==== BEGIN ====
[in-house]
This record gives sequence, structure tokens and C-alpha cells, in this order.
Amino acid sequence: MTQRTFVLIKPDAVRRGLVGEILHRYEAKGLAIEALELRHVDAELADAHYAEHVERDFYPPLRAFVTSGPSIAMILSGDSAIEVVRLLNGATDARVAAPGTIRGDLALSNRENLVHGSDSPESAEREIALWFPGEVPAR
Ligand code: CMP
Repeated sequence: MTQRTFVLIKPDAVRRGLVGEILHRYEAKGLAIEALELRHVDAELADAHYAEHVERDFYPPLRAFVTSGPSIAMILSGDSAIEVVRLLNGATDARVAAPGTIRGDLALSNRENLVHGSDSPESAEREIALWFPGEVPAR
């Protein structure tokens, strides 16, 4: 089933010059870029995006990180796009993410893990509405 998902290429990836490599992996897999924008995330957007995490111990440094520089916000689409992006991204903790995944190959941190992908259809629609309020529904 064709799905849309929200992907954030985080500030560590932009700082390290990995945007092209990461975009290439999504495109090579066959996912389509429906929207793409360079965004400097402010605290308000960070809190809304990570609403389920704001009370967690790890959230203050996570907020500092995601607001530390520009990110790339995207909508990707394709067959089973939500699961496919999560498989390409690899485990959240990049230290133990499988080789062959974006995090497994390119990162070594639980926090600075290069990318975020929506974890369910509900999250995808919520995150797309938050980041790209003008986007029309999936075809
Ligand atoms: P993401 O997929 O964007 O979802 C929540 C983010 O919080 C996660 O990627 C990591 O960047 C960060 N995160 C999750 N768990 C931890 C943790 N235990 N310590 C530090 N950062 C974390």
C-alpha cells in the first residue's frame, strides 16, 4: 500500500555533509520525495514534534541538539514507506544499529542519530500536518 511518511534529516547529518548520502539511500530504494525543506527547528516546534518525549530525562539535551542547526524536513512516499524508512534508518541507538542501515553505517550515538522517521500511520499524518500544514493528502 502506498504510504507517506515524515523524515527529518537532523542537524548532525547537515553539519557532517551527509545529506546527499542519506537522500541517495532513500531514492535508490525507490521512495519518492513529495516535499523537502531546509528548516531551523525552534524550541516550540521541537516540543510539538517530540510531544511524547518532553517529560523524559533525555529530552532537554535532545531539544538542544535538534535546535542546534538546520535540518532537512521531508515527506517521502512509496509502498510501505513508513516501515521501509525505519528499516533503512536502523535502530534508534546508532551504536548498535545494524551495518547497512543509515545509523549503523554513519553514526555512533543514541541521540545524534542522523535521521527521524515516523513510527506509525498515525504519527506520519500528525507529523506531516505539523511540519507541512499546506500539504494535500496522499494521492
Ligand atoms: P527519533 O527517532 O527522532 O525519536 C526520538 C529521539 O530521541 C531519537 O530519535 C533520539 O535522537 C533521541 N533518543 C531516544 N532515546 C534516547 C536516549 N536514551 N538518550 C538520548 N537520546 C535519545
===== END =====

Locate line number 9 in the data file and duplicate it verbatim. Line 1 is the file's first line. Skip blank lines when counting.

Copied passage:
Ligand atoms: P527519533 O527517532 O527522532 O525519536 C526520538 C529521539 O530521541 C531519537 O530519535 C533520539 O535522537 C533521541 N533518543 C531516544 N532515546 C534516547 C536516549 N536514551 N538518550 C538520548 N537520546 C535519545